“She’s been getting injured quite regularly. And it’s time she sits down and thinks hard for herself about what she needs to do to be injury free,” Pantawane adds.
The sport’s physicality today leaves no place for players blessed only with talent. The quicker, stronger and fitter, yet with fewer skills can create a spot for themselves.
“The problem is that she seems to have lost her passion and drive to get better,” says Arvind Bhat. “She can easily be a top player, but she’s content with where she is.”
Pulella Gopichand, who has been training her at his academy for the last eight years, has been a hard taskmaster when it comes to discipline – it’s a style that has produced two Olympic medals. Das’ talent had been discovered long ago, but she’s proven to be the only renegade to the path that could have taken her to great heights.
Still, there is hope for her, but it’s steadily wearing thin.
Shreyanshi Pardeshi (Rank 141)
The 19-year-old stands just half an inch over the five foot mark. Invariably, her game is modelled around retrieving the shuttle cock rather than taking up a more aggressive role.
That style however, did serve her well at the Tata Open International Series last year, when, ranked 410, she made it past the qualifiers and all the way up to the final, where she lost to current world no 28 Soniia Cheah of Malaysia. Pardeshi did announce her presence at the event – it was the first time she’d reach the final of an international event. Her ranking shot up from 410 to 234. But that promise would soon plateau.
In the 2017 season, she’s stepped into the senior stream and has competed in four international events. She’s suffered first round losses at the Syed Modi International Championship, the Malaysia Open International Series and also at the India Open Super Series where she had progressed to the main draw from the qualifiers.
After last year’s Tata Open, her only win against an opponent ranked higher than her at an international event was when she beat world no 121 and compatriot Vaidehi Choudhari 24-22, 21-17 in the first round of the Vietnam Open. Pardeshi had started the competition in the qualifiers, but would crash in the second round after losing to third seed Dinar Dyah Ayustine of Indonesia.
Training at the Gopichand Academy in Hyderabad since 2011, the Indore girl has had to focus mainly on her fitness and speed to compensate for her lack of height. “We’re working on her to start dropping her weight now to increase her speed,” says Mohammed Siyadath Ullah Siddiqui, one of her coaches at the academy. “For the junior level, she’s got good speed but not in the seniors.”
Technical work is also underway, as she’s still learning how to get the shuttle to dip faster once across the net. “It’s one of the new alternates I have to learn because of my size,” she says. “Gopi sir has also made me start shoulder exercises to get more power in the shots and smashes. So I do a lot of weight training now along with my movement.”
Gayatri Gopichand (Junior rank 196)
The reputation behind the surname may put a lot of pressure on Gayatri Gopichand, but so far, the 14-year-old has been on track. Blessed with strokes that are smooth and accurate, the youngster has already started making her way up the charts.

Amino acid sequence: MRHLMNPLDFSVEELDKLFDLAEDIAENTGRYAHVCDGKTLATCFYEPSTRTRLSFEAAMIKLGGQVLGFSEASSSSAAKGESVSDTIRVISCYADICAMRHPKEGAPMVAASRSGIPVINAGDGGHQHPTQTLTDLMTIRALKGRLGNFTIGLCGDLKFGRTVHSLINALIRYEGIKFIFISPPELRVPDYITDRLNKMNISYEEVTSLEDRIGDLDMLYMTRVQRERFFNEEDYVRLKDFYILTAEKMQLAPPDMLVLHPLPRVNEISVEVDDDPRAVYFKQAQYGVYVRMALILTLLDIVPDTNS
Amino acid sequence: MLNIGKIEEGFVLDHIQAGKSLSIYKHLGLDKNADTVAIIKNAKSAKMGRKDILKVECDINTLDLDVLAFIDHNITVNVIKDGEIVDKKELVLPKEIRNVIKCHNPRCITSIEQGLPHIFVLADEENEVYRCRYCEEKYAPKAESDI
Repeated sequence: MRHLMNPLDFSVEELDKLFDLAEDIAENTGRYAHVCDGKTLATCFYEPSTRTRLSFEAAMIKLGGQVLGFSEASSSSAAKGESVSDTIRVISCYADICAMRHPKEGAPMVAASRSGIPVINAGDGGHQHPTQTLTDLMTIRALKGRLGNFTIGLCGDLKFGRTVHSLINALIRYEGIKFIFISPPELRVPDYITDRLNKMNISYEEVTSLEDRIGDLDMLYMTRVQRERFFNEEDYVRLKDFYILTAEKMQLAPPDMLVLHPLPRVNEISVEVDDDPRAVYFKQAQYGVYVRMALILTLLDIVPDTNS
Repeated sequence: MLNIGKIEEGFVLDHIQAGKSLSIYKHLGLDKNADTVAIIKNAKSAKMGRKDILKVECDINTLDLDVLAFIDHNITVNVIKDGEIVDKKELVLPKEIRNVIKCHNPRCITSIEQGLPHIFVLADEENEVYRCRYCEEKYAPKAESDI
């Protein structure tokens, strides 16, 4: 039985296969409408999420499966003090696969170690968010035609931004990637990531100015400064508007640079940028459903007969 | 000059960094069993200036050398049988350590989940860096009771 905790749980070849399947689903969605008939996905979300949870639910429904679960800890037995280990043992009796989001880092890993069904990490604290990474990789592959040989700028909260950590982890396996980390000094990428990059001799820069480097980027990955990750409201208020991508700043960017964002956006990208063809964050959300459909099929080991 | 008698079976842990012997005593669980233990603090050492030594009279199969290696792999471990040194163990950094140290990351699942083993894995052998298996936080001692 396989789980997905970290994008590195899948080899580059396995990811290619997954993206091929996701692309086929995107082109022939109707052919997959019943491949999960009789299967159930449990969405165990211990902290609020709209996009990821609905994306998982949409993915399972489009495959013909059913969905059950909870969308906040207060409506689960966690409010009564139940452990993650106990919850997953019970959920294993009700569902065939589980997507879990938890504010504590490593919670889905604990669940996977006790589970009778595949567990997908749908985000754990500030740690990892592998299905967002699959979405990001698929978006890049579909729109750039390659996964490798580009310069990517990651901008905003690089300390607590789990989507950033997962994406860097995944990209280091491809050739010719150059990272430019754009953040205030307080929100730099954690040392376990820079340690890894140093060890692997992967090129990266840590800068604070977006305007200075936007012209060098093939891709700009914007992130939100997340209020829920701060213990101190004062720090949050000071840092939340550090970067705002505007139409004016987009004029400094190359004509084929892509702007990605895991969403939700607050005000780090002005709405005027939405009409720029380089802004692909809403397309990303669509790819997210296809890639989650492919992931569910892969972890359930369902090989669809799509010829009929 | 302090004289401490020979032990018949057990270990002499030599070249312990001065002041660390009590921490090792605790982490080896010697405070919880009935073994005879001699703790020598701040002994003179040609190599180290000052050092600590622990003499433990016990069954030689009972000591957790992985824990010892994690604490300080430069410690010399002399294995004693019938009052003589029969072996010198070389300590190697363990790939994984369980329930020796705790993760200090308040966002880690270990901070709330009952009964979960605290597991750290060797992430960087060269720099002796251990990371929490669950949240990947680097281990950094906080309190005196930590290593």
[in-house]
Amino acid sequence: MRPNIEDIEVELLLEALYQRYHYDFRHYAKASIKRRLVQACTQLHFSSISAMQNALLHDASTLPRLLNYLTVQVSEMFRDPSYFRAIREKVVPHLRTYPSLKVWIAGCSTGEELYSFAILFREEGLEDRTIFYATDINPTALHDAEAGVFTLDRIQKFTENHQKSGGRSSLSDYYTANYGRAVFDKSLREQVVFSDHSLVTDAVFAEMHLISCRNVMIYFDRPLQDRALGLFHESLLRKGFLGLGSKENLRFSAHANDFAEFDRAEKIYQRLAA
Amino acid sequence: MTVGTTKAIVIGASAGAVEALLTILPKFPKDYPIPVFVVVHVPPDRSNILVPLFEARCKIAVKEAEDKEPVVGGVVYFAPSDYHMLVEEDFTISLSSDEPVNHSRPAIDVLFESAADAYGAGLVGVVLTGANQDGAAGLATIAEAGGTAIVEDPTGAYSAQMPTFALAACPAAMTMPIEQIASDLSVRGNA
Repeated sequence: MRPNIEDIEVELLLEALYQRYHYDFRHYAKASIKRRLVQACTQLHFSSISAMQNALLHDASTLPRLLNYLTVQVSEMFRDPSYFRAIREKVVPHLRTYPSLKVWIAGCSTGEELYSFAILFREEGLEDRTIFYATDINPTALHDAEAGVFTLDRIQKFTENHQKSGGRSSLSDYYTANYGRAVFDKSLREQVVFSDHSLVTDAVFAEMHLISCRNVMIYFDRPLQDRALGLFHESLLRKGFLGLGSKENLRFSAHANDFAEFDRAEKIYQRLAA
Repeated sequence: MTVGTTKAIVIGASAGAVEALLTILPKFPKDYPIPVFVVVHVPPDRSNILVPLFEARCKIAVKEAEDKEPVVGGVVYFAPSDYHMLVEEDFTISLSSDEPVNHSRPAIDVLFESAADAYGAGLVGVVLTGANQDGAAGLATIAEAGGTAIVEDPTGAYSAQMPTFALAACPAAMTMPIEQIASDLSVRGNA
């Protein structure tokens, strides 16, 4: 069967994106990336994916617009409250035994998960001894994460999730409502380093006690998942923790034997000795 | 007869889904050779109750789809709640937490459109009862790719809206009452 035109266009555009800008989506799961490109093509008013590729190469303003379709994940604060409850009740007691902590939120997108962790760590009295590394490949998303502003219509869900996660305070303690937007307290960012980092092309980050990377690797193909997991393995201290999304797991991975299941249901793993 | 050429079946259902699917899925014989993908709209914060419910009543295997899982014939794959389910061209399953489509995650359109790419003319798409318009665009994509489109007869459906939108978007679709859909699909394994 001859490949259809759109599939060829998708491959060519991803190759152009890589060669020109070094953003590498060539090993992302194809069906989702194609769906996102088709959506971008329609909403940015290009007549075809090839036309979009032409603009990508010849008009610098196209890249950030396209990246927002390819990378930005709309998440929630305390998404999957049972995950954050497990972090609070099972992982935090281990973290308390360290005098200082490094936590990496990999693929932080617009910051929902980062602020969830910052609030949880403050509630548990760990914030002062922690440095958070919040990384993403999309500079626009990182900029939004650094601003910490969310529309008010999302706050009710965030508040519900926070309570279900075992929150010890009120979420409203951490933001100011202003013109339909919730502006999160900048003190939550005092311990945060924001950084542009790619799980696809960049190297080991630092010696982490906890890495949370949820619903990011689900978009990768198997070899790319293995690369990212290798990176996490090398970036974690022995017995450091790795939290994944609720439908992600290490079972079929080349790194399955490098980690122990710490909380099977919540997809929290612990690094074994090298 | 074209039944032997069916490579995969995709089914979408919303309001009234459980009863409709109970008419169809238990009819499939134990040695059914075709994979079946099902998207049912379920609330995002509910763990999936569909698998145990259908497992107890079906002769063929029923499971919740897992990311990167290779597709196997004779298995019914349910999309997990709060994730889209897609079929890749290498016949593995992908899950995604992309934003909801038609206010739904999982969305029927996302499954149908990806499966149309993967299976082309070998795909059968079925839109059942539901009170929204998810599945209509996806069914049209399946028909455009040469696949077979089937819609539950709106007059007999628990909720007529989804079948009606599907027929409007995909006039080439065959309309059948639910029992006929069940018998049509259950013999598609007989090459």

“She has a smooth game, she’s balanced and is talented,” says Arvind Bhat.
At the Junior World Championships last month, she started out in the round of 256. She beat three 18-year-olds, another girl of 16, before finally crashing in the pre-quarters to 17-year-old Yanyan Cai of China – who has a senior ranking of 91. She would be the furthest to go amongst Indians.
The feat came six months after she won an u-19 tournament. At the Junior GP in Indonesia, Gayatri beat 4-year-old Samiya Imad Farooqui. Samiya too is a prodigy – she recently won the u-15 Asian Junior title.
The pair however, need to work on their strength and stamina. “That will come with age,” says Mohammed Siyadath Ullah Siddiqui, a coach at the Gopichand Academy. “Right now you have to focus on the foundation, their strokes and court-craft. But we will be working on their fitness soon.”
Anura Prabhudesai (Rank 144)
When you first look at Anura Prabhudesai, there are instant comparisons with PV Sindhu – based solely on her height. The teenager from Ponda, Goa, stands at a cool 5-foot-9, just two inches shorter than the Rio Olympics silver medallist.
Her game too is modelled along what is expected of a player with a tall frame. “I’m an attacking player, and I like to play smashes and the net game,” she says.
But while the 19-year-old is still finding her feet despite the height advantage, Sindhu had already captured three Grand Prix Gold titles and two senior World Championship medals when she was at the same age.
Prabhudesai has a lot to work on with regards to her fitness, especially strengthening her legs. “I need to move faster on court,” she says. Agility – the perennial scourge of tall players, will remain a challenge.
Ranked 144 in the world, the shuttler hasn’t had the best start to her senior career. The season began with a loss – in 21 minutes – to Sindhu in the first round of the Syed Modi International.
She did however, find some form at the Mauritius International Series in June where she reached the final. In the summit clash though, she lost to Shikha Gautam, currently ranked 209.
In the very next event, the Malaysia International Series, she was upset by world no 259 Ghaida Nurul Ghaniyu in the first round.
Her coach Arvind Bhat doesn’t find fault in her strokes though. “Her shots are good, and she takes advantage of her height to play steep smashes. So she’s an intelligent player,” he says. What she lacks however, is mainly on the fitness front.
“For her height, you need to have very strong legs to carry you and that’s something she’s missing. Her movement is slow, and she is not flexible enough,” he adds.
Back in 2012, she had moved to the Prakash Padukone Academy where she trained for four years. It was at that stage that she had decided to take up the sport professionally. “I started playing when I was six because I was mischievous and my mother wanted me to get into some activity,” she recalls. “Then when I started growing I got better and moved to Bangalore.”
She’s been under the tutelage of Bhat for the past two years now, and she’s aware of what’s next on the roster. “A lot of skipping and running now, just to get the legs strong.”